By Martyn Herman
As Sebastian Coe walked briskly into a glass-fronted office at the headquarters of London's 2012 Olympic Committee on Monday he passed a grainy black and white picture of the standing high jump at the 1908 Games.
Apart from the outdated technique of the athlete in the photograph taken at London's long-gone White City stadium, the other curiosity was the almost complete lack of spectators.
As tickets for London's third Olympic Games went on sale on Tuesday and a clock in Trafalgar Square began counting down the 500 days before the torch is lit, LOCOG (London Organising Committee of the Olympic and Paralympic Games) chairman Coe is confident that filling seats will not be a problem.
So confident in fact that despite having 6.6 million tickets ranging from 20 pounds ($32.35) to 2012 pounds to shift in what Coe called the third-largest online proposition of all time, he was urging fans to "take their time".
Fans in Britain and the European Union have a 42-day period in which to visit LOCOG's official ticket website (www.tickets.london2012.com) and choose from the 645 separate sessions for the 26 sports at the Games.
One million tickets are also available to overseas fans through their national Olympic associations.
Middle-distance great Coe, known for the smooth acceleration that earned him Olympic golds in Moscow and Los Angeles in 1980 and 1984, said there was no need to sit glued to a laptop on the first day of ticket sales.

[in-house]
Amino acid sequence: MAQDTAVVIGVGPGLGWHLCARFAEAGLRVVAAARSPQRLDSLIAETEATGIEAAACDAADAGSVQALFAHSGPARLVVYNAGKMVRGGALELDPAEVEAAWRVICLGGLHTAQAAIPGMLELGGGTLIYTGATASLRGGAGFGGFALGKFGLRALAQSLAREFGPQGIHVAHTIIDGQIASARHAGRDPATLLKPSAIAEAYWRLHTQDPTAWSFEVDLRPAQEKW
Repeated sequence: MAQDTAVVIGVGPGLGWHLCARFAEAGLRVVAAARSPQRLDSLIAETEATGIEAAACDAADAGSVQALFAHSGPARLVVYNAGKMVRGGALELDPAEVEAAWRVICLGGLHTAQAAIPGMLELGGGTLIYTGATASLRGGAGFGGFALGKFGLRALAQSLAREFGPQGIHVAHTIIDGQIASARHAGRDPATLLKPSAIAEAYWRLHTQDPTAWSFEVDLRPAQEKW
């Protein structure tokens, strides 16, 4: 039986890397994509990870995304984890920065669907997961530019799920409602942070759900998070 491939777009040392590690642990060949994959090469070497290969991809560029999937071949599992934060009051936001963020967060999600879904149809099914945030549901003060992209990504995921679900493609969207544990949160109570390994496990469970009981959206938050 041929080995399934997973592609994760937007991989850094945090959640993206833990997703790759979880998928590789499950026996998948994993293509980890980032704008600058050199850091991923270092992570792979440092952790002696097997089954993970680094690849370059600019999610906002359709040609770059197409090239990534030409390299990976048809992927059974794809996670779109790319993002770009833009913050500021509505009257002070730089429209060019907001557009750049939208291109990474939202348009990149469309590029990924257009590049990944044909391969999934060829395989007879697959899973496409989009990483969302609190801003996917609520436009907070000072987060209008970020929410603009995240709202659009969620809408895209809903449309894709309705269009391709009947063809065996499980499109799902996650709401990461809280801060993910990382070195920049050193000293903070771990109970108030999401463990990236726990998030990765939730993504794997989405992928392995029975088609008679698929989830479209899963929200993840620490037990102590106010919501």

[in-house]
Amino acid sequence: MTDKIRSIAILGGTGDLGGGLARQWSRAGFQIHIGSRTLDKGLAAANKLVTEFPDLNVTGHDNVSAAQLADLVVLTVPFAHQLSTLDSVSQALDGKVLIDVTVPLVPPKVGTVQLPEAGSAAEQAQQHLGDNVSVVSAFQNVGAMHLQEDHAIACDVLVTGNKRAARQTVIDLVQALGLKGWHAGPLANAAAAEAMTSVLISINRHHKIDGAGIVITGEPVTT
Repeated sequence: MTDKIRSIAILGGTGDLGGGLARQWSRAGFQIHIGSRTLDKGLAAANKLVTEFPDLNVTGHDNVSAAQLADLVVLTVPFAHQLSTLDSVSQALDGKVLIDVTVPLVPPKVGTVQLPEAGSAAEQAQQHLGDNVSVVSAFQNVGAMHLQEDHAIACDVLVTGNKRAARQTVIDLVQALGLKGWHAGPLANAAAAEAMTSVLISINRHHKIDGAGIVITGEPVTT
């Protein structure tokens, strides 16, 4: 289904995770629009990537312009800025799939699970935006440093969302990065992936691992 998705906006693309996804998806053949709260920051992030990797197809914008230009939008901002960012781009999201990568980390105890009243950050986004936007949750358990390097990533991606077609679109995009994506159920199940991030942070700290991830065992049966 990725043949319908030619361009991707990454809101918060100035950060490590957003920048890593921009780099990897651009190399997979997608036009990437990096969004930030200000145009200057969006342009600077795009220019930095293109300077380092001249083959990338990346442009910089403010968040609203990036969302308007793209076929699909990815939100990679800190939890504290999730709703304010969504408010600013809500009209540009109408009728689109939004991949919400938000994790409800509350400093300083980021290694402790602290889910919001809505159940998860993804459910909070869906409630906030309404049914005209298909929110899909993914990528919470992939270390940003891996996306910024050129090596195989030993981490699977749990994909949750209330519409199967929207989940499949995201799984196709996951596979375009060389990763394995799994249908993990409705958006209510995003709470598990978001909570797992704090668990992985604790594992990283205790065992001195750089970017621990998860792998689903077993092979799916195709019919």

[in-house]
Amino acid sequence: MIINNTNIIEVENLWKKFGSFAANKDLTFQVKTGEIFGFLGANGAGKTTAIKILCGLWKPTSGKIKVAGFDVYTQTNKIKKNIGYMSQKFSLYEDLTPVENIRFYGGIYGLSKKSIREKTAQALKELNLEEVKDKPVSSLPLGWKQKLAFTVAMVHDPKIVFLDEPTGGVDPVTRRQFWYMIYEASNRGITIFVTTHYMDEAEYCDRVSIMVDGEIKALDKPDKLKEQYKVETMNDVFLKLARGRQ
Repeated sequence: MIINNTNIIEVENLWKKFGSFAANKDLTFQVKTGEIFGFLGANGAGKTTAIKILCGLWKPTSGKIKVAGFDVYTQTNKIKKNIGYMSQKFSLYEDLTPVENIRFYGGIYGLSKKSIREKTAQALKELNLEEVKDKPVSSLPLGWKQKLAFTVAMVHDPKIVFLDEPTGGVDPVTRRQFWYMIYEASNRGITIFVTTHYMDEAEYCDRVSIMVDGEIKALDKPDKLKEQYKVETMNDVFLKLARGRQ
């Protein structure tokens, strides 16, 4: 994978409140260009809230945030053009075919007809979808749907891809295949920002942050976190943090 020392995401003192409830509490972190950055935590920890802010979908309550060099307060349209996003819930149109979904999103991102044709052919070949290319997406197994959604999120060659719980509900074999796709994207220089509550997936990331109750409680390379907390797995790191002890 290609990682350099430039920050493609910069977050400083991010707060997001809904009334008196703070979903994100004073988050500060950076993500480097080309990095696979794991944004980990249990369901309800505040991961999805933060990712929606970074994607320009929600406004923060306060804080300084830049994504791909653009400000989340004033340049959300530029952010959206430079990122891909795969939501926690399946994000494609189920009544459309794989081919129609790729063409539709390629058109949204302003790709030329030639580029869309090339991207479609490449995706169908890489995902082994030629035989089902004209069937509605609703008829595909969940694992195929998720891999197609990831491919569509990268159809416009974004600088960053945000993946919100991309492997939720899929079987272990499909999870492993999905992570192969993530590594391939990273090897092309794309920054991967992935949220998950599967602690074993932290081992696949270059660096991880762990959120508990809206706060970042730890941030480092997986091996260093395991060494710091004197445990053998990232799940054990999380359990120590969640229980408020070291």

"I really hope people don't rush to get their tickets because there's no need to," Coe told Reuters on the 23rd floor of the LOCOG office block that commands views across to the Olympic Stadium and other 2012 venues.
"There is no more statistical chance to get the tickets you want on March 15 than there is on April 26 when the application period closes. The important thing is that people choose the sports, the sessions and the venues they want at their leisure."
Tickets for sessions that are over-subscribed will be allocated by ballot and with 2.5 million tickets priced at 20 pounds or less, and a crack Metropolitan Police team in place to deter fraudsters, Coe is hopeful the seats in the various gleaming venues will be occupied by proper fans.
"Hopefully we'll get the tickets into the hands of the people who really want them at prices they can afford and if you do that they tend to stick in that hand," Coe said.
While tickets to watch Usain Bolt in the 100 metres will be like gold dust, Coe said he was hopeful that even in tough economic times the public would fork out for sports that normally attract little interest in soccer-saturated Britain.
"The opening ceremony has a life of its own and Usian Bolt will be a huge draw. Personally I've always seen the blue riband event as the 1,500 metres but we are also a nation of cyclists and swimmers too and there will be interest across the board," he added.
"I think people will just want a ticket to say they were at the Games that hadn't been in their own backyard for 64 years.
"There is more than a possibility the Games will be a sell-out before the opening ceremony."